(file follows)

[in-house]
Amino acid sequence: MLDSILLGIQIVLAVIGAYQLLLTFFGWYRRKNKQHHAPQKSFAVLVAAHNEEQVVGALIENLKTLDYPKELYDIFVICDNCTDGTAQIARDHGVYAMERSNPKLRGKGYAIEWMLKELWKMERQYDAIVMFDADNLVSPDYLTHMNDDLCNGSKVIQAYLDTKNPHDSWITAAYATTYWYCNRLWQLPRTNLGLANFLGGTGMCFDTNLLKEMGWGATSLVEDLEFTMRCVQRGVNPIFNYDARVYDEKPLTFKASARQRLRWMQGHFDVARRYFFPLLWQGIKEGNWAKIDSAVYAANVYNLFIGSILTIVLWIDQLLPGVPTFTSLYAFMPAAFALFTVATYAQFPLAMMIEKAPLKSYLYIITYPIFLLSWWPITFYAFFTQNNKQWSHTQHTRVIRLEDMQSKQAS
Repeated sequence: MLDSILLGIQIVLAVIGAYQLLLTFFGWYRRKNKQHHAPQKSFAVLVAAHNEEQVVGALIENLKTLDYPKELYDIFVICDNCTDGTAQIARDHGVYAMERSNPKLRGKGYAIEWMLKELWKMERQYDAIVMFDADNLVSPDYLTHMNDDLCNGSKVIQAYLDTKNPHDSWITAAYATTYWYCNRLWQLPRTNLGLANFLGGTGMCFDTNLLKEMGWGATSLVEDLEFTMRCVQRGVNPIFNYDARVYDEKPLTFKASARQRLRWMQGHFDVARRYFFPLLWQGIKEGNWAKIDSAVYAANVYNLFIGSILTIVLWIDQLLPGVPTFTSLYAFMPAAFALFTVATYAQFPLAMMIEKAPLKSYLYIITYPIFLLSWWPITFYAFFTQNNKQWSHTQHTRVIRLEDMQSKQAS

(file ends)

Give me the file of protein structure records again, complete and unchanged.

[in-house]
Amino acid sequence: MLDSILLGIQIVLAVIGAYQLLLTFFGWYRRKNKQHHAPQKSFAVLVAAHNEEQVVGALIENLKTLDYPKELYDIFVICDNCTDGTAQIARDHGVYAMERSNPKLRGKGYAIEWMLKELWKMERQYDAIVMFDADNLVSPDYLTHMNDDLCNGSKVIQAYLDTKNPHDSWITAAYATTYWYCNRLWQLPRTNLGLANFLGGTGMCFDTNLLKEMGWGATSLVEDLEFTMRCVQRGVNPIFNYDARVYDEKPLTFKASARQRLRWMQGHFDVARRYFFPLLWQGIKEGNWAKIDSAVYAANVYNLFIGSILTIVLWIDQLLPGVPTFTSLYAFMPAAFALFTVATYAQFPLAMMIEKAPLKSYLYIITYPIFLLSWWPITFYAFFTQNNKQWSHTQHTRVIRLEDMQSKQAS
Repeated sequence: MLDSILLGIQIVLAVIGAYQLLLTFFGWYRRKNKQHHAPQKSFAVLVAAHNEEQVVGALIENLKTLDYPKELYDIFVICDNCTDGTAQIARDHGVYAMERSNPKLRGKGYAIEWMLKELWKMERQYDAIVMFDADNLVSPDYLTHMNDDLCNGSKVIQAYLDTKNPHDSWITAAYATTYWYCNRLWQLPRTNLGLANFLGGTGMCFDTNLLKEMGWGATSLVEDLEFTMRCVQRGVNPIFNYDARVYDEKPLTFKASARQRLRWMQGHFDVARRYFFPLLWQGIKEGNWAKIDSAVYAANVYNLFIGSILTIVLWIDQLLPGVPTFTSLYAFMPAAFALFTVATYAQFPLAMMIEKAPLKSYLYIITYPIFLLSWWPITFYAFFTQNNKQWSHTQHTRVIRLEDMQSKQAS